It is not surprising then that Pakistan also struggles to give all its citizens the opportunity to participate in building better lives for themselves. Only 25 per cent of women participate in the labour force, compared to 50 and 80 per cent in most developing countries. Women and girls deserve better. Research shows that girls with little or no education are far more likely to be married as children, suffer domestic violence, and live in poverty. This harms not only them, but also their children, their communities and the economy. Greater gender equality can enhance productivity and improve development outcomes for the next generation. It is smart economics.
Pakistan has taken steps to empower women. The Benazir Income Support Program, supported by the World Bank, has provided millions of women with national ID cards and makes direct payments to them, strengthening their ability to take decisions and move out of poverty.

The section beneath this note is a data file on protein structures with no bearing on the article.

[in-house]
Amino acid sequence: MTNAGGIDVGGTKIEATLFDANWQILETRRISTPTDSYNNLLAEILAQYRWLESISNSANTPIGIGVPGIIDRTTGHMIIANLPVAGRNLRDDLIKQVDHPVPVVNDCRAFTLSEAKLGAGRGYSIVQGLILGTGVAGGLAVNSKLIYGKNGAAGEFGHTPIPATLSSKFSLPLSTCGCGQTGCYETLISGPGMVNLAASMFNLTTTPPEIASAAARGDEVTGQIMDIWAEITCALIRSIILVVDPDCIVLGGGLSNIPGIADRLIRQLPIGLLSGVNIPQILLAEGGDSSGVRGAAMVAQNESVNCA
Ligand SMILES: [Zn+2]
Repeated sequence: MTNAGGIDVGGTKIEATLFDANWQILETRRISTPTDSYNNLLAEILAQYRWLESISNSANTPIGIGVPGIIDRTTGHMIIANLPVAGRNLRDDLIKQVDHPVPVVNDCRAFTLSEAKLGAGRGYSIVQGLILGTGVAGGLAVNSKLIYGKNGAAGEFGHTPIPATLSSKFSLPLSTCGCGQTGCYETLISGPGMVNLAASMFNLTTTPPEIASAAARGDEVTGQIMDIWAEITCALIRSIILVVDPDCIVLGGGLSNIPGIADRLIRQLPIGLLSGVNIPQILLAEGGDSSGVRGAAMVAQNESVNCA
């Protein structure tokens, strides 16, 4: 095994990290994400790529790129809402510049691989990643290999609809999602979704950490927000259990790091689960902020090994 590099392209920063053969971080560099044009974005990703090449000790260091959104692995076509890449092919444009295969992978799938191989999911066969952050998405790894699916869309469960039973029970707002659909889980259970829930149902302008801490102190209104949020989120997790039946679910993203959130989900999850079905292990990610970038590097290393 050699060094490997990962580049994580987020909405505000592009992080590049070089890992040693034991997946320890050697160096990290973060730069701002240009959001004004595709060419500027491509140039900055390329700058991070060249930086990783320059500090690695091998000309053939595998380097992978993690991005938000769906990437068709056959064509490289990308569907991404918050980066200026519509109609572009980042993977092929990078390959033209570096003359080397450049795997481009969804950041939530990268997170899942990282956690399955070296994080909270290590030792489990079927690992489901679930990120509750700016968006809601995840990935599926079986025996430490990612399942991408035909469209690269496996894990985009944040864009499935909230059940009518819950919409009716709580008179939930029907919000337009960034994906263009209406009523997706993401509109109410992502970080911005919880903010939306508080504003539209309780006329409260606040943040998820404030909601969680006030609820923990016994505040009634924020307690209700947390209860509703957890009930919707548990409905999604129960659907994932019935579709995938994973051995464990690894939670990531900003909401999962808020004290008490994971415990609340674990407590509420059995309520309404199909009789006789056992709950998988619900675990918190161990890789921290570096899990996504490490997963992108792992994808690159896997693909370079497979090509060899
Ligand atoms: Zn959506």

Many parts of the development community have long embraced the following narrative: When nations are young and poor, they are willing to sacrifice natural resources—dirtying their water and their air—to promote economic growth and meet their population’s basic needs. Then, once these nations achieve a certain level of wealth, they become less concerned with accumulating material goods and more concerned with quality-of-life issues, and only at that point are they willing to spend money—or sacrifice growth—for benefits like clean air.
However, a recent resolution by the World Health Organization's (WHO) governing body shows that this narrative is beginning to change.